‘I listened to him all kinds of ways. I listened to him high and I listened to him cold sober. I even played with him. I think he’s jiving, baby. He’s putting everybody on. They start with a nice lead-off figure, but then they go off into outer space. They disregard the chords and they play odd numbers of bars. I can’t follow them.’ Roy Eldridge

‘I think he has a gang of potential . . . but he’s not all they say he is right now.’ Thelonious Monk

‘Those musicians were standing at the bar scared to death Ornette was going to be the thing and that they couldn’t make it. . . This is just the beginning of something. Something wonderful is going to happen with that guy. He’s going to shake up jazz a lot more than he has.’

Buell Neidlinger (bassist with Cecil Taylor)

‘. . . . Anyway, the people seemed to like my music. We never did have a night at the Five Spot with a cold audience.’ Ornette Coleman

Coleman’s residence at the Five Spot Club in the latter part of 1959 and the first part of 1960 caused tremendous controversy among musicians. Their reactions varied according to age and stylistic commitment.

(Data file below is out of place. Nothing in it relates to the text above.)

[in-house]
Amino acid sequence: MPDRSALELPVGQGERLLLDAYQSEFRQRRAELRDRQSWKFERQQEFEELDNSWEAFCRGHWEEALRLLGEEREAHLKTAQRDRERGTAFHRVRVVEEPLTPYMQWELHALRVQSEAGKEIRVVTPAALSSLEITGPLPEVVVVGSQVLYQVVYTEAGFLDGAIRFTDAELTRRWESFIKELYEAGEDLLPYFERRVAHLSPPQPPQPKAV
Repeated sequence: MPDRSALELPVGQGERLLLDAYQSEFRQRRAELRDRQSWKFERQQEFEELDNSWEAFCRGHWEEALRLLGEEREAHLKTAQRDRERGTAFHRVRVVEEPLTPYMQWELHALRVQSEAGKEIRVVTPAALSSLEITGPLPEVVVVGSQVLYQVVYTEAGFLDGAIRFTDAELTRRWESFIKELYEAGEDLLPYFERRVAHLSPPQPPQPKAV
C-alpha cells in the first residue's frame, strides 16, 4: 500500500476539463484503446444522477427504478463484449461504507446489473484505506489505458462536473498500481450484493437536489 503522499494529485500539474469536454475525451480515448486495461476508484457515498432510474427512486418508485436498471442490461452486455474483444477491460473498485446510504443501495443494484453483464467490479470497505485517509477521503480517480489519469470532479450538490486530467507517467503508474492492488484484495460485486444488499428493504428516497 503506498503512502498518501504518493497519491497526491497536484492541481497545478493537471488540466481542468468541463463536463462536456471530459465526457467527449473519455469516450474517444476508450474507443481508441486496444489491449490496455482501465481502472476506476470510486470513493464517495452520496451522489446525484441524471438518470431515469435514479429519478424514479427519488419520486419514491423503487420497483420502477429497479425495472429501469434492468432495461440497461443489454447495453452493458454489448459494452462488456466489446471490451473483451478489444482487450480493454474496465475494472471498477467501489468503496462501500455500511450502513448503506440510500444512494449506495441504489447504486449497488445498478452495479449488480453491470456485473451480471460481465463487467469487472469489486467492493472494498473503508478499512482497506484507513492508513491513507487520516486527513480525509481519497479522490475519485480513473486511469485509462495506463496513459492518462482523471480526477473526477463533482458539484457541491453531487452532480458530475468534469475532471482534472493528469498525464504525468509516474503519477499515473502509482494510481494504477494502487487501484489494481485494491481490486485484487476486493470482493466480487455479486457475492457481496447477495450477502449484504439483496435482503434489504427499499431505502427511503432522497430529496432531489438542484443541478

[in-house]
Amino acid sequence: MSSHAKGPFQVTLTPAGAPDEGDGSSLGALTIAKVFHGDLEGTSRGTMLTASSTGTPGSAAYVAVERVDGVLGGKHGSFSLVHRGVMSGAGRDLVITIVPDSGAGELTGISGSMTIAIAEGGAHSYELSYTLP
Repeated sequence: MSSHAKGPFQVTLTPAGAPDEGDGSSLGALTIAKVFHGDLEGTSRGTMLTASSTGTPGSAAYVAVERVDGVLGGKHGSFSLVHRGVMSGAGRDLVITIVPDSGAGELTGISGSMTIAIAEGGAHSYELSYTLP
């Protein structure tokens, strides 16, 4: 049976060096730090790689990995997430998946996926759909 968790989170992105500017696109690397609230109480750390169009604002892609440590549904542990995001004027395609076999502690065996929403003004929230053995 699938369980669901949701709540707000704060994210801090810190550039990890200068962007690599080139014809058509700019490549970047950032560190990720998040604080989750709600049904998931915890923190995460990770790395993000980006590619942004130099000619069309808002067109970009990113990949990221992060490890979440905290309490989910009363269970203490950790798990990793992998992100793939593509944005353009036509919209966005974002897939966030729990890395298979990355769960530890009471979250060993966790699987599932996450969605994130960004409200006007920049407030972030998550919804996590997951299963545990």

Those who had arrived and matured before bop and in its early years were often uncomprehending and sometimes downright rude. As Buell Neidlinger observes, their feelings were perhaps aggravated by an awareness of the fierce competition within the jazz world and the dangers attendant upon falling out of fashion. Others, including Monk, Miles Davis, Charles Mingus ánd Max Roach, who have developed their music since the forties and moulded the post-bop tradition, acknowledged Coleman’s potential while maintaining certain reservations. Younger musicians still without a firm stylistic allegiance responded with a more unqualified enthusiasm.